Sealers – What Are They?

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Sealants. Many products are marketed and sold as sealants. The purpose, however, is not to seal. All finishes are sealed. It serves to provide easy sanding. The only finishes that are difficult to sand are lacquer and alkyd paint, so these are the only finishes for which a special smoothing sealer makes sense.


An explanation of this most confusing of the finishing treatments.

IIn the late 1980s, I hosted a local radio show that dealt with finishing and restoration. I remember a caller explaining that he had applied four coats of tung oil; asked what he should use to seal the wood!

OK, so he was probably using a fake cleaning varnish labeled “tung oil”, as I’ve explained many times, but four coats of any finish will seal the wood pretty well. A single coat, in fact, is sufficient unless the finish has been excessively diluted.

Clearly, this guy misunderstood the term “sealing”. But he is not alone; there is probably no deadline that is more misunderstood.

A bit of history

In the nineteenth and early twentieth centuries there was no talk of sealants and, as far as I know, there were no products marketed as sealants. The likely explanation is that almost everyone, including furniture makers and painters, has used shellac, which is fairly easy to sand.

But in the 1920s, nitrocellulose lacquer was introduced which replaced shellac in furniture factories. Unlike shellac, lacquer is not easy to sand down because it tarnishes the sandpaper, causing small lumps called “calluses”. Since the first coat must always be sanded to remove the roughness, the manufacturers have created an easy-to-sand finish, which they have called “smoothing sealer”. The name is quite logical when you remember its purpose.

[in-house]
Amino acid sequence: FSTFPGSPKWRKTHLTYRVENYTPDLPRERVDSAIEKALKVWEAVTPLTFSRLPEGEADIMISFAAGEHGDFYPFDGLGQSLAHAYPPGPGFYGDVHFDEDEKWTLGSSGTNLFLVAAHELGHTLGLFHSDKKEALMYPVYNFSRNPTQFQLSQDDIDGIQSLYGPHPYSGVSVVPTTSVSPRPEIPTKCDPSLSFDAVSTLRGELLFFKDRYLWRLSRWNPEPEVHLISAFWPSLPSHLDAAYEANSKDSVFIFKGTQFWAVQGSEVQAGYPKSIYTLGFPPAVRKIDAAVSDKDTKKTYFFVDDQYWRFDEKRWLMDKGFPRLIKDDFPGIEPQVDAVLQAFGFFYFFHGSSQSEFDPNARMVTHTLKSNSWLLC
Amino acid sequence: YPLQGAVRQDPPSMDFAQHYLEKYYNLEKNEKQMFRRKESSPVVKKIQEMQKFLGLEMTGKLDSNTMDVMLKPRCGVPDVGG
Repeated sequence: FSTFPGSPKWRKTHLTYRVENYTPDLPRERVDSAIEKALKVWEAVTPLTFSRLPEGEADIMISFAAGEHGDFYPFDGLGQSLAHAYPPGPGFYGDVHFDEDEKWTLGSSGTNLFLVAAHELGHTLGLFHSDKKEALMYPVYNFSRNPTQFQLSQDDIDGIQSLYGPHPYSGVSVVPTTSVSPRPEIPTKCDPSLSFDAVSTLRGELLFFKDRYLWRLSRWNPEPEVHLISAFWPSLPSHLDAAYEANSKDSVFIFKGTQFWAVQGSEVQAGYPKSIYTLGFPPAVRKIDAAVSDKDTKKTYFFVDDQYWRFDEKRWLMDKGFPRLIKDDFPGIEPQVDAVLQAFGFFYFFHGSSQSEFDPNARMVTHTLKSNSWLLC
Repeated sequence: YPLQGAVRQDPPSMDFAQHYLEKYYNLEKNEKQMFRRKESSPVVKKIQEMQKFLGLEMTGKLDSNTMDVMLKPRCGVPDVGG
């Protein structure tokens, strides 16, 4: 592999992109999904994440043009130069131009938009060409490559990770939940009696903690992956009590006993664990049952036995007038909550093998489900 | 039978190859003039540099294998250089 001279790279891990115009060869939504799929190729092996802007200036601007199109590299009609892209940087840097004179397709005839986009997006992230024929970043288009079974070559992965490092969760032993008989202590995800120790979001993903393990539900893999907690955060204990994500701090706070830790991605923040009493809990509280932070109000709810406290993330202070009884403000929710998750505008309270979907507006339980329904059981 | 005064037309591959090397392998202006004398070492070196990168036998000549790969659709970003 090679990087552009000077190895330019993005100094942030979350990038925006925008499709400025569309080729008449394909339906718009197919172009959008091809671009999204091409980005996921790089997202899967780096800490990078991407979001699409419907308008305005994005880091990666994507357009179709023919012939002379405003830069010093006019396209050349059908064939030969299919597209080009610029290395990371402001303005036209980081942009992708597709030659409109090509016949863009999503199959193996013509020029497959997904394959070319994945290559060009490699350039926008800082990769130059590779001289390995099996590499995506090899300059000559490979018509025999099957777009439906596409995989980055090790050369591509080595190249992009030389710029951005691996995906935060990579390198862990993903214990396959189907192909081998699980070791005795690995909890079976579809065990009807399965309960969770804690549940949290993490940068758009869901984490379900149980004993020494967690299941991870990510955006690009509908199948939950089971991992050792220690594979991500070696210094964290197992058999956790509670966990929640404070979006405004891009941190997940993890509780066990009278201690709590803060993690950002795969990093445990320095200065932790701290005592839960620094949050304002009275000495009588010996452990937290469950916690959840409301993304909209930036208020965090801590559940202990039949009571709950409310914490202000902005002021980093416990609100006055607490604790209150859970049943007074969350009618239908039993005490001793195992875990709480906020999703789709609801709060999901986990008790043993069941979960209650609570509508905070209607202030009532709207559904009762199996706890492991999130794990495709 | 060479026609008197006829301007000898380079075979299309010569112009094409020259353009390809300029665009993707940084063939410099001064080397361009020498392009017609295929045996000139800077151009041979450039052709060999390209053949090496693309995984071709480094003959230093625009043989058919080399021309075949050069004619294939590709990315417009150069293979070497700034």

Paint has a similar gumming problem to sandpaper, so as the market for this finish grew, sanding sealants were also developed.

Sanding sealant

Lacquer. Nitrocellulose lacquer is difficult to sand because it tarnishes the sandpaper causing small lumps of buildup, called “calluses”, that scratch the surface. This also happens when using stearated sandpaper, as I am doing here.

So what is it that makes the sanding sealant different from the finish itself: lacquer or paint? It is the addition of zinc stearate to the finish. Zinc stearate is a type of soap. Think about what would happen to the dried finish film if you added hand soap features to the finish.

The film would be smoother, so it would be less likely to clog the sandpaper. This is good. But then consider the negatives.

The film would be less resistant to moisture and liquids.

The film would also be softer, so it would scratch more easily.

The film would break more easily due to the reduced plasticity.

Any finish applied to the sanding sealant may not adhere equally.

Sanding sealant. Smoothing sealants for alkyd lacquers and varnishes contain zinc stearates, a type of soap. Stearates make the finish easy to sand, but they weaken the finish making it less moisture resistant, less scratch resistant, less plastic so it will crack more easily and weaken the adhesion of many finishes.

These qualities are easy to imagine once you know that zinc stearate is soap. Sanding sealant is therefore a compromise between easier sanding and these four negative qualities. The conclusion is obvious: you endure the toughest sanding of lacquer and paint unless your project is large, in which case the time and effort saved, along with the savings on sandpaper, are worth the trade-off.

So factories and cabinets typically use paint sanding sealer, but it is rarely necessary to use a paint sanding sealer or paint sanding sealer unless the project is large. You can make sanding a little easier by sanding with stearated sandpaper.


Polyurethane sanding. Polyurethane paint dries hard and is easy to sand, so no special sealant is needed. In fact, using anything other than polyurethane itself as a sealant weakens the total protection and durability of the polyurethane film.